December showcases the finest of British police procedural crime, with our guide – Murder Room author Deb Valentine – leading us on a whistlestop tour of the best the force has to offer us.
I blame the Golden Age of Crime, but there’s a perception that British crime fiction is ‘cosy’. To explode this myth let’s take a little road trip, a whirlwind tour of police procedurals. Pack your flask. You’re going to need it.
Starting in London with Graham Ison’s Working Girl, here’s a tale that doesn’t shy from the sordid. There’s grime aplenty in intricate and compelling mystery, as DCI Harry Brock and Sergeant Dave Poole pursue a prostitute’s murderer. Ison is uniquely qualified among authors, having forged a career in Scotland Yard’s Special Branch. It shows. It’s reflected in the humour, in the politics and procedure. Sternly realistic: this team may do their best and the result remain a compromise.
Moving further down the road to an obscure suburb, DCS Colin Harpur tries to head off an imminent bank robbery. You’d Better Believe It by Bill James feels its way through the moral maze between a cop and his informants. Harpur is a thirty-something whizz kid relying on and (oddly) caring about his narks. But in doing a deal with the devil – as necessary as it is ethically dangerous – when things go pear-shaped he gets squeezed like size twelve thighs in size eight jeans. His ego, his fundamental decency and his blossoming cynicism are at war under the pressure of repeated failures – and it’s his very recognisable flaws that keep us rooting for him as he fears changing into something he does not want to be even if it means survival.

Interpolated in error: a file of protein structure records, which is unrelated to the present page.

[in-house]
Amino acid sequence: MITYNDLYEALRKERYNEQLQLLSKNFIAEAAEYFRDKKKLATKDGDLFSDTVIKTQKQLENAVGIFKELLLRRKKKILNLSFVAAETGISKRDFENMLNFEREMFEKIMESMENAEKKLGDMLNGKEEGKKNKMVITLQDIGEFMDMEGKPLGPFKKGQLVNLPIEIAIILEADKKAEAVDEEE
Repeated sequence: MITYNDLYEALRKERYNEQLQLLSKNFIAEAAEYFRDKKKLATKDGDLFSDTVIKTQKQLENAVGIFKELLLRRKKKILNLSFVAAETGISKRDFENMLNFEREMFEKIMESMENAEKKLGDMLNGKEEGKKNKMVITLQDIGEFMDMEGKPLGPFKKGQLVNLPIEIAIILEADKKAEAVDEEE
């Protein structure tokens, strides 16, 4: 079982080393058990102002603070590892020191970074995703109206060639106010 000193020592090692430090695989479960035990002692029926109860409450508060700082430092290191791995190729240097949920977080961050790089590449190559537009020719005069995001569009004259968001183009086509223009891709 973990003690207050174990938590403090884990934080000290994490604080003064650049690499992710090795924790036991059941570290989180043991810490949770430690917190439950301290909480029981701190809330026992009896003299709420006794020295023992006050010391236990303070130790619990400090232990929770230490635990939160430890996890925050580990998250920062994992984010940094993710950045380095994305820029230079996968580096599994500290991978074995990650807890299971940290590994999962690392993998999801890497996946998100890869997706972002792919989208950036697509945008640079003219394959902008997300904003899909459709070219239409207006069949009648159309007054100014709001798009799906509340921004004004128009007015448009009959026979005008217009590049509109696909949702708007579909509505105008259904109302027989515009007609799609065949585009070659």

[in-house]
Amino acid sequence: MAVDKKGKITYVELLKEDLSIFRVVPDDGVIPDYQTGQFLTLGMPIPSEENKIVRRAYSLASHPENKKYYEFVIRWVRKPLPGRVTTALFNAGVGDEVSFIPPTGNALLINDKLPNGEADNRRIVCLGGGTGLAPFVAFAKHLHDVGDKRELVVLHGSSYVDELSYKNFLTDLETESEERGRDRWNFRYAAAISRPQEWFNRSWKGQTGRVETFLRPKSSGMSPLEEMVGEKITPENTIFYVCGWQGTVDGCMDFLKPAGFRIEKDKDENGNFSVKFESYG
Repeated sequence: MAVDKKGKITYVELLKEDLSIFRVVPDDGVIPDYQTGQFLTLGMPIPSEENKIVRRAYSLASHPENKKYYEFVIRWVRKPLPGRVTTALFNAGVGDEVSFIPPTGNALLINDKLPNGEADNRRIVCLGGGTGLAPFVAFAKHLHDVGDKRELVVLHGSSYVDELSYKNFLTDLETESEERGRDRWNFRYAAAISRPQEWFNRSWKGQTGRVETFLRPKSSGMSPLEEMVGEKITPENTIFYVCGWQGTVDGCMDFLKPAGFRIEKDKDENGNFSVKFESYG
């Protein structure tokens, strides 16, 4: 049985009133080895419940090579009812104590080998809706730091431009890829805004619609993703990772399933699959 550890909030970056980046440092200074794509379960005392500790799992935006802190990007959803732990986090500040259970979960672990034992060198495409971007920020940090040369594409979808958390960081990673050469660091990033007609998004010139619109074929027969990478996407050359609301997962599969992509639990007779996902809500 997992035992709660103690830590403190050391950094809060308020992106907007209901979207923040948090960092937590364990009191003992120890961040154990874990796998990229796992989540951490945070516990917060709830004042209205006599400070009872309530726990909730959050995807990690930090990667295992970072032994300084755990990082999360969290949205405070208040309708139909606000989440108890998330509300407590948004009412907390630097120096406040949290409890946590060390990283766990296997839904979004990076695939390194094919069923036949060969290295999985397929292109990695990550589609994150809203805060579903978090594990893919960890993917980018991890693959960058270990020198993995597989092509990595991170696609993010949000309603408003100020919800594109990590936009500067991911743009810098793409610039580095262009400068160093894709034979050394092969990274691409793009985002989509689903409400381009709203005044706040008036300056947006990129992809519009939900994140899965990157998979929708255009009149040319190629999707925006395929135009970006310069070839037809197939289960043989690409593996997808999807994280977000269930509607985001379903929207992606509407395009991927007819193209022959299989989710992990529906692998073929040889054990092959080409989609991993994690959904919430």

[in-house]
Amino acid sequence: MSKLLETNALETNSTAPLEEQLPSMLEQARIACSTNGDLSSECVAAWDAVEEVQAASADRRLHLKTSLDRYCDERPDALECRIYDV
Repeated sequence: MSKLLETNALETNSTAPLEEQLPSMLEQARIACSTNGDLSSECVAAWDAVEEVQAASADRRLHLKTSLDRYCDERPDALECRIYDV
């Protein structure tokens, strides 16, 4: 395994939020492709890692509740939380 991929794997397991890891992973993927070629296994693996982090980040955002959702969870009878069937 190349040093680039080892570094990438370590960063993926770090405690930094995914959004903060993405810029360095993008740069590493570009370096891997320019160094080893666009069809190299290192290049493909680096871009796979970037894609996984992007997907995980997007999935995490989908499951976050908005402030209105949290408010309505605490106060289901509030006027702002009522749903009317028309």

Teamwork is the order of the day as we head up North to Merseyside in Now You See Me, where Margaret Murphy’s DCI Rickman and Sergeant Foster engage in a romping game of cat and mouse with a hacker whose mouse is mightier than the local heavies – or the police. Next, swerving towards the Welsh Borders for Darkness Falls, we enter a psychologically intense atmosphere when lawyer Clara Pascal is kidnapped and tortured. In an indictment of the legal profession, barrister Pascal is forced into a victim’s shoes and must confront her ethical flaws as the police scramble all their resources, even the dodgy ones, to find her. Murphy is adept at making even the lowliest members of an investigation jump to life in a few well-judged strokes, constructing a cohesive whole. There are no star turns, everyone is important – just like real life. And like real life, there is teamwork and there are cock-ups, escalating the oh-God-no factor. Darkness Falls is a harrowing story but ultimately a thought-provoking one.